Continuing the Lookouts
Our last day of formal surveys is Sunday, 14 March. We are asking our surveyors and opportunistic spotters to continue spending time along the coast looking for any straggler whales. Please take your binoculars if you have them and have the Right Whale Hotline number handy: 1-888-979-4253. We will be on call, and will respond when you phone.

Season Summary
Every whale, every day, and every season is different. The 2021 season has been no exception. We will provide a season summary toward the end of March.

Saturday, March 6, 2021


It is time for some good news.

Our last right whale sighting was on Monday, 15 February. It was Catalog #1243, Magic, and calf. In the closing days of February, we chased several reported sightings but were unable to verify them. Early March was quiet, very quiet. We had a solid week of good to excellent conditions. No whales.

Here’s the interesting part (you really can’t make this stuff up!). At 8:47 AM on Friday the 5th, Jim sent out an email wondering if there were unaccounted for whales that might surprise us. Minutes later, at 8:49 AM, Julie Albert from Marine Resources Council called with a sighting from Flagler Beach. The caller was the recently elected mayor. She was 100% certain it was a right whale. We went down, flew the drone twice, but had no success with photos. The winds were brisk and increasing, and the sea state was a Beaufort 4+ (numerous white caps). From binocular views, we categorized it as a mother-calf pair, with a large calf.  

The winds were brisk, and there were abundant whitecaps. We were not able to get images from the drone. However, Terry Clark and others were able to identify the sighting as a probable  mother-calf pair, heading south.  (Photo: S. Ellis)

But wait, there’s more. At 10:03 AM, Katie Jackson from Florida Fish & Wildlife, reported a new mother-calf pair, sighted on 4 March, 25 nautical miles east of Jacksonville (waaaay offshore). It was Catalog #3020, Giza, with her third calf. This brings the season total to 16 calves.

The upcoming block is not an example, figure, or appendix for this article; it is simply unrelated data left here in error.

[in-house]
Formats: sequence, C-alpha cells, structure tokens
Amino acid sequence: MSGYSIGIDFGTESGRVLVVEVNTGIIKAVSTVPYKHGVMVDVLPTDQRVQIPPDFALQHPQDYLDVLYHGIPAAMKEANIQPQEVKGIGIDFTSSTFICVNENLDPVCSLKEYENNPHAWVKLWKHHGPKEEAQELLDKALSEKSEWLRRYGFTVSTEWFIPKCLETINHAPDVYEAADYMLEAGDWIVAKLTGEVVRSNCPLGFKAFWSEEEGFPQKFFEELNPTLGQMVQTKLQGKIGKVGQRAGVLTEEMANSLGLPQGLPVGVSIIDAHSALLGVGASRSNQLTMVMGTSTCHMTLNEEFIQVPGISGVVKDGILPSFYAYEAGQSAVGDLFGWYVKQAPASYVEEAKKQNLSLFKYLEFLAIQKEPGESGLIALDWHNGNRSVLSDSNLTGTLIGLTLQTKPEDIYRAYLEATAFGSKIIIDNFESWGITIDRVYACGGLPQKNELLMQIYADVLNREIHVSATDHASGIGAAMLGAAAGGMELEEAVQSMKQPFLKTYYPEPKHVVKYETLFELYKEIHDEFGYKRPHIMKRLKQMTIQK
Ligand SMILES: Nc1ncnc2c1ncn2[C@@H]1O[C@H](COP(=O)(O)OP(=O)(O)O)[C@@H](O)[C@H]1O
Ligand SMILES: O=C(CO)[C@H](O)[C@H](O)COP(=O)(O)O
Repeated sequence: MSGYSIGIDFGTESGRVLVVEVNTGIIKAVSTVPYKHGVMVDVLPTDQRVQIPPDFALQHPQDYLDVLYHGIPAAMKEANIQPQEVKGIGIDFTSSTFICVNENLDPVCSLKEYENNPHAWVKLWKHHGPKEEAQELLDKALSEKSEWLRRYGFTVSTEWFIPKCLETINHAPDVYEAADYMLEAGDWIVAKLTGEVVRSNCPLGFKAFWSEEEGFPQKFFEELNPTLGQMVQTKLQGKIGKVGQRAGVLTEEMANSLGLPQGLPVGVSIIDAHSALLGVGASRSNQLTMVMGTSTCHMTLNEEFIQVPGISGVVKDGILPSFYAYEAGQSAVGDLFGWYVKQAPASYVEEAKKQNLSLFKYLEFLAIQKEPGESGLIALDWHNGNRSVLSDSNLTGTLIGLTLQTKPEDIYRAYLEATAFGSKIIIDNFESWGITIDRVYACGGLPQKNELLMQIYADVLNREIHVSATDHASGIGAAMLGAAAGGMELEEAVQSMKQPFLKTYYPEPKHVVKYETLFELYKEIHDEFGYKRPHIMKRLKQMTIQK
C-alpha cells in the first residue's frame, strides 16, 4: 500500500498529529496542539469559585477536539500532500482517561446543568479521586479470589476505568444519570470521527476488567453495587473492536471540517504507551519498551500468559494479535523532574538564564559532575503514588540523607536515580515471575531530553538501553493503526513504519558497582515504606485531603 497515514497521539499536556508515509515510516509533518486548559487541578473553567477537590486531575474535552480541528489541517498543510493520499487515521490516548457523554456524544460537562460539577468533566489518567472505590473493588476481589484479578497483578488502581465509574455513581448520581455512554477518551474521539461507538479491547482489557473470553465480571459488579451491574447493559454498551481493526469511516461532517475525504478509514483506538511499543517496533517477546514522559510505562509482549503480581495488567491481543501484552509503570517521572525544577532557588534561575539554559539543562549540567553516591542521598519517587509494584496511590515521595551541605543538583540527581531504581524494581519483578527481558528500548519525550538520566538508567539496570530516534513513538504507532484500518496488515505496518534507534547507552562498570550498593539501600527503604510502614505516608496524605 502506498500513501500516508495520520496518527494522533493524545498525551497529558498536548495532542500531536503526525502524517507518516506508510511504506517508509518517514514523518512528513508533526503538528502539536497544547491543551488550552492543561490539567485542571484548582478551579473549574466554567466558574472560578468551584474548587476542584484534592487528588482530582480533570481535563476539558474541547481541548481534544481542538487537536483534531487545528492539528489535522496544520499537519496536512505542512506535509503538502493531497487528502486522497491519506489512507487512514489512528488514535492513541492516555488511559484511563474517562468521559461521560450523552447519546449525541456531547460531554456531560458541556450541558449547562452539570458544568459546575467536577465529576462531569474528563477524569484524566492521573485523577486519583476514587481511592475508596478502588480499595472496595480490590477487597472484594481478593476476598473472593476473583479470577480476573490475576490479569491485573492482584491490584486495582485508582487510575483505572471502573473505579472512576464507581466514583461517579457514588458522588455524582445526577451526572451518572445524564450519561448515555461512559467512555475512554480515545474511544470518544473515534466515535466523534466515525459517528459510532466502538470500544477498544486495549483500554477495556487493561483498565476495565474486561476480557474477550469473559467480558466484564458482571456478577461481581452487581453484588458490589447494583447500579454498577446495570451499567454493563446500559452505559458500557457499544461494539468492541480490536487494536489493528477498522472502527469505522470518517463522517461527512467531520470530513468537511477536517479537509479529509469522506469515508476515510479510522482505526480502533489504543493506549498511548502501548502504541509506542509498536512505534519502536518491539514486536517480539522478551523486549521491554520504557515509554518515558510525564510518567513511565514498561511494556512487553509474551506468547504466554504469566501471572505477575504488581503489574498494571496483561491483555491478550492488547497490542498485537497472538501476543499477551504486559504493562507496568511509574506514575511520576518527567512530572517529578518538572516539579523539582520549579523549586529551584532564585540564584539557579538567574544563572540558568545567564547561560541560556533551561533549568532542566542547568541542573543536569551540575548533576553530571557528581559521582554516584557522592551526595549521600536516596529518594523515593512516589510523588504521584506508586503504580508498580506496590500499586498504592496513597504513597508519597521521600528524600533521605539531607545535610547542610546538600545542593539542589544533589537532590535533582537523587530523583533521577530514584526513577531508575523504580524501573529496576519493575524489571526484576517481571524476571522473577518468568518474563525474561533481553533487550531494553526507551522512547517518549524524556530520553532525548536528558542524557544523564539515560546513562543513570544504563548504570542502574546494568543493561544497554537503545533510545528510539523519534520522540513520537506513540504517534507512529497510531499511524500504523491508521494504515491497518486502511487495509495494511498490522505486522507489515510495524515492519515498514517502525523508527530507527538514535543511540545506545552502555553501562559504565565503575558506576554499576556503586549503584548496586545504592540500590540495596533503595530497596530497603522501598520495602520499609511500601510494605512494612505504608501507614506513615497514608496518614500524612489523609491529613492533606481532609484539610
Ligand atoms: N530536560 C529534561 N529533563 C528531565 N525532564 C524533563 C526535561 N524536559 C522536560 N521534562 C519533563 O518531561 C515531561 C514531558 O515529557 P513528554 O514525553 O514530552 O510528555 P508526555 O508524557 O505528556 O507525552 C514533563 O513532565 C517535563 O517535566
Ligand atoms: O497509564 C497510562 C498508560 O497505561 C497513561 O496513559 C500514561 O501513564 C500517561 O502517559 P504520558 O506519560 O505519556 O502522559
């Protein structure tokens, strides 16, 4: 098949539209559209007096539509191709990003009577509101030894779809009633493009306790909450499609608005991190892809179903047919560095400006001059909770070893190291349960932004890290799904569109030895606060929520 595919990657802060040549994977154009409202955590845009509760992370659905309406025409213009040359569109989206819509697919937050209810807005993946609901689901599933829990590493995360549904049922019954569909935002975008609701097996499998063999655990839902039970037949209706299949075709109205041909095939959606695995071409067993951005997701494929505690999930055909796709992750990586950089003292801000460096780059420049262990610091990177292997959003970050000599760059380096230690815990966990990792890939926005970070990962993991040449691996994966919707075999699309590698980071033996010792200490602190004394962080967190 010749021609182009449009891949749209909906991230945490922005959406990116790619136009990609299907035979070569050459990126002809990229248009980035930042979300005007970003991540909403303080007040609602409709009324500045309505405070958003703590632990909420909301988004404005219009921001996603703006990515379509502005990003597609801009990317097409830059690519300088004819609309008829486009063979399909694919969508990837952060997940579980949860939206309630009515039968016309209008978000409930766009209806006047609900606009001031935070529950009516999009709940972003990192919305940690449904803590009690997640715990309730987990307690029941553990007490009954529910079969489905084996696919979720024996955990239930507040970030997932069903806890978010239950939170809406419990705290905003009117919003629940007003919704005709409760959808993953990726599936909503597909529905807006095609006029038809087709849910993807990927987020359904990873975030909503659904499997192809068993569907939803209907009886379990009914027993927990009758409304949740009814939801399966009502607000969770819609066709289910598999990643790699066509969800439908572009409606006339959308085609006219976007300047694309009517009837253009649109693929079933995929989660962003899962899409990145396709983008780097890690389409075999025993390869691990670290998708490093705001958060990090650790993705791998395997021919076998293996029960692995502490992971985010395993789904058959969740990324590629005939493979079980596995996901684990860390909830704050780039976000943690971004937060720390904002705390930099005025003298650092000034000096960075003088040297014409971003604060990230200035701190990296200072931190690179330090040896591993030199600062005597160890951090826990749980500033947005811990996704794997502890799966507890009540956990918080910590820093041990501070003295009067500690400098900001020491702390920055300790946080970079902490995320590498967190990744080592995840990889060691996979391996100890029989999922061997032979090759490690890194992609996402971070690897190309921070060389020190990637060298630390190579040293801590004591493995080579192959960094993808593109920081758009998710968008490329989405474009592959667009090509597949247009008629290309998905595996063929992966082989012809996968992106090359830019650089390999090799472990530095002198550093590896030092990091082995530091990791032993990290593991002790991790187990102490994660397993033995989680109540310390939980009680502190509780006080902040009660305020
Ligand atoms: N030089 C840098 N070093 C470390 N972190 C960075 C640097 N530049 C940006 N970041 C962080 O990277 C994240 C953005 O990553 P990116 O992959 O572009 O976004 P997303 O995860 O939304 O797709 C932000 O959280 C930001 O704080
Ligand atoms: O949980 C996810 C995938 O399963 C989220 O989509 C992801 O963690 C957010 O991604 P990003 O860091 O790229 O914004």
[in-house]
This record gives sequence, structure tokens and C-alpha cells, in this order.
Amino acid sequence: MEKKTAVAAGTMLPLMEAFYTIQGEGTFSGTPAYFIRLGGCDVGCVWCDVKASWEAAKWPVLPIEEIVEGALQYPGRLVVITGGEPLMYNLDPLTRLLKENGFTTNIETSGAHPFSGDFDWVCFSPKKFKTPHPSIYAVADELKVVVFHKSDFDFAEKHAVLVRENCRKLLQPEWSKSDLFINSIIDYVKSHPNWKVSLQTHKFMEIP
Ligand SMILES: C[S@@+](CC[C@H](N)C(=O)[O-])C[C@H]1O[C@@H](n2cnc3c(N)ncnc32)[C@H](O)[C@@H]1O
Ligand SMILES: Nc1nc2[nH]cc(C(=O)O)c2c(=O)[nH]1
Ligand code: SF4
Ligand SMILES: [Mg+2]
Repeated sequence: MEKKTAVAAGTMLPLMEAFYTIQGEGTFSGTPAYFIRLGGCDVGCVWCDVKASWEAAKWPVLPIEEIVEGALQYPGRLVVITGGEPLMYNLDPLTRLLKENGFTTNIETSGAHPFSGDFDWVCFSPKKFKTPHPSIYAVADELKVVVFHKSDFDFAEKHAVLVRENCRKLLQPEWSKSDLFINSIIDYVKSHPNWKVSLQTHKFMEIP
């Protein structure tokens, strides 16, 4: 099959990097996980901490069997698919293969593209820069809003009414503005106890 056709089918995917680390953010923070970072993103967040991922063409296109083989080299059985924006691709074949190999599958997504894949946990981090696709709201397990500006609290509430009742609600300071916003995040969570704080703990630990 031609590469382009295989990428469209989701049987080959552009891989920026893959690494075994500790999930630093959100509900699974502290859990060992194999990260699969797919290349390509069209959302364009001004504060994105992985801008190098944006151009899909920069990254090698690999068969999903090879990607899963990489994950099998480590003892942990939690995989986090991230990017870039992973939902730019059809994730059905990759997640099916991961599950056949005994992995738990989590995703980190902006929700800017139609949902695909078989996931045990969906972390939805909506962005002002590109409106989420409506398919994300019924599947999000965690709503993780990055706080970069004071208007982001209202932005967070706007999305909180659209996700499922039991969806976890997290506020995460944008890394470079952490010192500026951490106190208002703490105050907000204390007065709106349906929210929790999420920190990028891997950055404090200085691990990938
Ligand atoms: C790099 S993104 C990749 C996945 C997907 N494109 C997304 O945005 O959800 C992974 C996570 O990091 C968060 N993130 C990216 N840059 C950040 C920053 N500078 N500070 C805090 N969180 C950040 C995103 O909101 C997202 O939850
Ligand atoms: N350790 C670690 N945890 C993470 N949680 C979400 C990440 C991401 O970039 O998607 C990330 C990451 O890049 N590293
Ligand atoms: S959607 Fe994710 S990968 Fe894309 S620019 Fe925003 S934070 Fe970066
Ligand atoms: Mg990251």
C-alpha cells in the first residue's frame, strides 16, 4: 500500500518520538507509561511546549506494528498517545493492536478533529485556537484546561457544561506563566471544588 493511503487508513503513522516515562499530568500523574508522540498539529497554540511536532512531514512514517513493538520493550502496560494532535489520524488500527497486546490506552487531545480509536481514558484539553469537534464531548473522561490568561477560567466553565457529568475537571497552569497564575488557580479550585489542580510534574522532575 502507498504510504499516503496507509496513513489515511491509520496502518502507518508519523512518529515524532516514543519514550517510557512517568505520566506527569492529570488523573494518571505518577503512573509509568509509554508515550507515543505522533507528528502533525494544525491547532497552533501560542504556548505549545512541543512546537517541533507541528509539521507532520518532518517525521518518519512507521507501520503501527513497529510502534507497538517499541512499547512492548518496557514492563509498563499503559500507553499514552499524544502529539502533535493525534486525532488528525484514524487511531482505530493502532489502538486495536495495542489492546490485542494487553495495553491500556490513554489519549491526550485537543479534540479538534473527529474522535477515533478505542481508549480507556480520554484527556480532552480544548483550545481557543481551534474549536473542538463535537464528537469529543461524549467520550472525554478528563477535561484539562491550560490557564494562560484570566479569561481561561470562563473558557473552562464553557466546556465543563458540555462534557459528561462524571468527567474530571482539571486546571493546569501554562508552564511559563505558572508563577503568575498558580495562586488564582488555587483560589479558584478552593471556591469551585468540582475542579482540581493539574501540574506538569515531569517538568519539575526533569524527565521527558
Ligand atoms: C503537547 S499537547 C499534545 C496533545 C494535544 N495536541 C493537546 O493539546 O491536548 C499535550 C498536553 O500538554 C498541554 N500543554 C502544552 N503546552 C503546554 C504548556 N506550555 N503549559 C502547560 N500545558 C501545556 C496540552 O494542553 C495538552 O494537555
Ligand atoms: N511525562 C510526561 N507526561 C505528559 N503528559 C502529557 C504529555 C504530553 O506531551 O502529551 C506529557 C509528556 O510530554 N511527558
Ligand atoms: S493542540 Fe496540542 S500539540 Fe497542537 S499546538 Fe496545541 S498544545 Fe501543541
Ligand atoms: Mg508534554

And, there’s still more. Up to the north, Millipede, Catalog #3520, and her calf were sighted off Massachusetts, on Wednesday, 3 March, by the Center for Coastal Studies aerial survey team. Recall that this mother-calf pair was our first sighting for this season – photographed by Martha Garito off the Flagler pier on Monday, 7 December 2020. This pair successfully made the 1,200 mile journey north. The calf is now three months old, and is described as being healthy and independent. This was the first mother-calf pair of the season for the Marineland Right Whale Project, and, similarly, the first mother-calf pair of the season for the Center for Coastal Studies.

The weather and sighting conditions will improve in the coming week for the final days of our survey season (ends Sunday, 14 March). Please keep good watch on the ocean if you are along the shoreline.

Wednesday, February 24, 2021

Magic Sighting and First Half Season Wrap Up

Magic Happens
On Monday, 15 February, we responded to a sighting from Survey Team 4, in Ormond-By-The-Sea. The whales were off Highbridge Road. We launched the drone. Just in time for the fog to roll in.  We then did the only thing civilized people can
do—we went to lunch. While at lunch, the phone rang. Earl Sanders had worked south to Ormond Plaza. The fog was lifting and the whales were in view. We went. We flew the drone. We photographed. It was a mother-calf pair, Right whale 
#1243, Magic, a 39 year-old female with her 7th calf. This was a new pair for our area this season.

We have had nearly a solid week of poor weather, wind, and high sea states. The forecast for the coming week, particularly Wednesday through Friday, looks good.

Please scan the water when you are on the coast, for the week, as well as for the remainder of the season. Will we be able to sight additional mothers and their healthy calves? Will we be able to reach our goal of 20+ calves for the season? 

If you believe you have a whale sighting, please call the MRC Right Whale Hotline at 1-888-979-4253. Consider entering this into your cell phone to have it handy.


Video and volunteers

Because of constraints and cautions resulting from COVID-19, our interactions and socializations have been much reduced this season. Reduced but not gone. For a video of the first half of the season (runtime 6:03), click here:

2021 Survey Season: First Half


End of the season

We are in the eighth week of our season. Depending on further whale sightings, the last day will either be 14 or 21 March.  We will advise.


And, as always . . . here’s to light winds and heavy whales.